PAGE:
Law No. 14,130

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Posted: 03/30/2021

Law that creates investment funds for agribusiness is published with vetoes

As of today (03/30/2021), Law No. 14,130 was published in the Federal Register, creating Investment Funds for the Agricultural Sector (“Fiagro”). Fiagro will be organized as a special nature condominium, intended to invest funds in:

(a) rural properties;
(b) holdings in companies that explore activities that are part of the agro-industrial chain;
(c) in financial assets, negotiable instruments and/or securities issued by individuals and legal entities that are part of the agroindustrial chain;
(d) agribusiness credit rights and securitization securities issued, backed by agribusiness credit rights;
(e) real estate credit rights relating to rural properties and securitization securities issued, backed by such credit rights; and
(f) shares in investment funds that invest more than 50% (fifty percent) of their equity in the assets referred to in the items above.

As we have already had the opportunity to point out (see previous newsletter), the objective of the Law is to create new financial mechanisms for the agricultural sector in Brazil, making it less dependent on financing for the development of its activities and increased production and profitability.

In order to achieve this noble intention and to attract investors, the Congress had established some tax benefits for the investor, which were vetoed by the Presidency of the Republic as follows.

Taxation of the Fiagro Portfolio: the first veto refers to the non-taxation of investments made by Fiagro in certain assets, such as (i) Agricultural Deposit Certificate (“CDA”), (ii) Agribusiness Warrant (“WA”), (iii) Agribusiness Credit Rights Certificate (“CDCA”), (iv) Agribusiness Credit Bill (“LCA”); (v) Agribusiness Receivables Certificate (“CRA”); and Rural Product Card (“CPR”), in addition to the assets that can compose Fiagro’s portfolio.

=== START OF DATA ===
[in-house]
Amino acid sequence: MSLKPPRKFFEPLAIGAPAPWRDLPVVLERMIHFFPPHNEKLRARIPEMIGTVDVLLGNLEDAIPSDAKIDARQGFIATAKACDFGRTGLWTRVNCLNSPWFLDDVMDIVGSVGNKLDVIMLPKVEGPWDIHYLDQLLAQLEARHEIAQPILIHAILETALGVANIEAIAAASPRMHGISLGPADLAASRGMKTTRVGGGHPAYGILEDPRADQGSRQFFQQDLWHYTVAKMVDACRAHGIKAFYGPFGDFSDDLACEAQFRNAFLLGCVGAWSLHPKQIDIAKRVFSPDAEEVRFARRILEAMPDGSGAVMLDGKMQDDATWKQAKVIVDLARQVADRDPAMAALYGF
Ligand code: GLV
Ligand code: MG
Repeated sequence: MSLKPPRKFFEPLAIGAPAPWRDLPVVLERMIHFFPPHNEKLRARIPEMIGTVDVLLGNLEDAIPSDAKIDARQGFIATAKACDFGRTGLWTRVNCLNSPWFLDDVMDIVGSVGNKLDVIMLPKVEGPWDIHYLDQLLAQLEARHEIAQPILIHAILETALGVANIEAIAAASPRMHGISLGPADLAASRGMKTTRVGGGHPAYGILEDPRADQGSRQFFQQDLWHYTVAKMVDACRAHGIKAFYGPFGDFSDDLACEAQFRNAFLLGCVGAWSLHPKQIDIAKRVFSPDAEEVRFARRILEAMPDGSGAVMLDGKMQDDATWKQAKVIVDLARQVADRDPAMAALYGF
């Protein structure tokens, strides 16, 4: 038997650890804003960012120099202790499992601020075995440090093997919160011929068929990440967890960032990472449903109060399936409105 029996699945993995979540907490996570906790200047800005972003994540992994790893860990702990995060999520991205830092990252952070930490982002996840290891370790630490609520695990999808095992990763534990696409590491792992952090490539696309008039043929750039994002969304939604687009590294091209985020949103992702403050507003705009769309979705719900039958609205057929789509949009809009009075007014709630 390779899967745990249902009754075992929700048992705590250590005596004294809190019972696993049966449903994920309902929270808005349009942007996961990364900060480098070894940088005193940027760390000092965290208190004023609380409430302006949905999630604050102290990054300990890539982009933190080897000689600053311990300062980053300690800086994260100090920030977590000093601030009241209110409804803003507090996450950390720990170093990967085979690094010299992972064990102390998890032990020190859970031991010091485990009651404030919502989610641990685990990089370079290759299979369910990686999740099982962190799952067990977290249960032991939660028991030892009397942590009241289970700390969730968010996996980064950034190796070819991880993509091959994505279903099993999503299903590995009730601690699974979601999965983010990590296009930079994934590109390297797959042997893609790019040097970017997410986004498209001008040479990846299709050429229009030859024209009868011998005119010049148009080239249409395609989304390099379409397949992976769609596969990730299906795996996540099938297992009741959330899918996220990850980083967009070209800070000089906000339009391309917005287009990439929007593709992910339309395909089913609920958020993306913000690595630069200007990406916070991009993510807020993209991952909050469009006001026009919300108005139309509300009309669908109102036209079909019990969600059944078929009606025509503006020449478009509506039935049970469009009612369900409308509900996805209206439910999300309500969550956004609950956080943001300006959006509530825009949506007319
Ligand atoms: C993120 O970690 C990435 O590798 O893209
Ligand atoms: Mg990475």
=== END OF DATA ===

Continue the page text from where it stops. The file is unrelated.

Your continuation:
As a rule, investments made by investment funds are exempt from taxation, as it levies at the investor level.

However, Law No. 14,130/2021, as approved, provided that the provisions of arts. 16 and 16-A of Law No. 8,668/1993 are applicable to Fiagro. Said articles provide that: (i) the income and capital gains earned by the FII are exempt from IOF and Income Tax; however (ii) income and net gains earned by the FII in fixed income or variable income investments are subject to income tax withheld, under the same rules applicable to legal entities subject to this form of taxation. This tax paid by the Fund is offset against the amount due in the distribution of income to the investor.

The application of these provisions, added to the veto of non-taxation at the fund level in applications such as CRA and CPR, creates undeniable legal uncertainty, as it is not express in the tax rule the non-taxation of these income when earned by Fiagro (which may give rise to disputes with the Federal Revenue of Brazil).

Taxation of income paid by Fiagro: the second of the relevant vetoes concerns the taxation of income earned by individuals who are investors of the fund.

The Bill approved by the Congress established that, as a rule, the income and capital gains earned and distributed to Fiagro’s investors are subject to assessment of income tax at the rate of 20% (twenty percent).

However, similarly to the tax treatment given to investors in Real Estate Investment Funds (“FII”), such income would be exempt if Fiagro’s shares were admitted to negotiation exclusively on the stock exchange or organized over-the-counter market, as long as the Fiagro has more than 50 (fifty) investors. The exemption is not applicable to any investor (individual) that holds 10% (ten percent) or more of the shares issued by the fund or whose shares give such investor the right to an income greater than 10% (ten percent) of the income earned by Fiagro.